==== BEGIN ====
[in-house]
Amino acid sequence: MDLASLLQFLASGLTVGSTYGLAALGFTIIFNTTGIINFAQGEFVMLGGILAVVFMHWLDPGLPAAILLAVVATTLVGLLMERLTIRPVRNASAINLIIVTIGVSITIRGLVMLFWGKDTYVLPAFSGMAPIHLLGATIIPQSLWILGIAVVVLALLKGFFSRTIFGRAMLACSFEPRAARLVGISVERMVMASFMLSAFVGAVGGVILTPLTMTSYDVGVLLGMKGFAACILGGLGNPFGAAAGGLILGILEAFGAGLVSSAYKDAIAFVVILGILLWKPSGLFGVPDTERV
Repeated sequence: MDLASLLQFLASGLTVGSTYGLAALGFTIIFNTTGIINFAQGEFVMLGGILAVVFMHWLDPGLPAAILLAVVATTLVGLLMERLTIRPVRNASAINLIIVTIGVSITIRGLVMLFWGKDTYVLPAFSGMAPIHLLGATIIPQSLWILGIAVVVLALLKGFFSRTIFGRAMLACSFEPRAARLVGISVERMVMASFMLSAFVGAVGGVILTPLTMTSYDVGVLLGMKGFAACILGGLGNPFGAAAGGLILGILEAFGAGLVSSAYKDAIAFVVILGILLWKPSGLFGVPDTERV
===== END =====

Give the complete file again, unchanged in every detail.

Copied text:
[in-house]
Amino acid sequence: MDLASLLQFLASGLTVGSTYGLAALGFTIIFNTTGIINFAQGEFVMLGGILAVVFMHWLDPGLPAAILLAVVATTLVGLLMERLTIRPVRNASAINLIIVTIGVSITIRGLVMLFWGKDTYVLPAFSGMAPIHLLGATIIPQSLWILGIAVVVLALLKGFFSRTIFGRAMLACSFEPRAARLVGISVERMVMASFMLSAFVGAVGGVILTPLTMTSYDVGVLLGMKGFAACILGGLGNPFGAAAGGLILGILEAFGAGLVSSAYKDAIAFVVILGILLWKPSGLFGVPDTERV
Repeated sequence: MDLASLLQFLASGLTVGSTYGLAALGFTIIFNTTGIINFAQGEFVMLGGILAVVFMHWLDPGLPAAILLAVVATTLVGLLMERLTIRPVRNASAINLIIVTIGVSITIRGLVMLFWGKDTYVLPAFSGMAPIHLLGATIIPQSLWILGIAVVVLALLKGFFSRTIFGRAMLACSFEPRAARLVGISVERMVMASFMLSAFVGAVGGVILTPLTMTSYDVGVLLGMKGFAACILGGLGNPFGAAAGGLILGILEAFGAGLVSSAYKDAIAFVVILGILLWKPSGLFGVPDTERV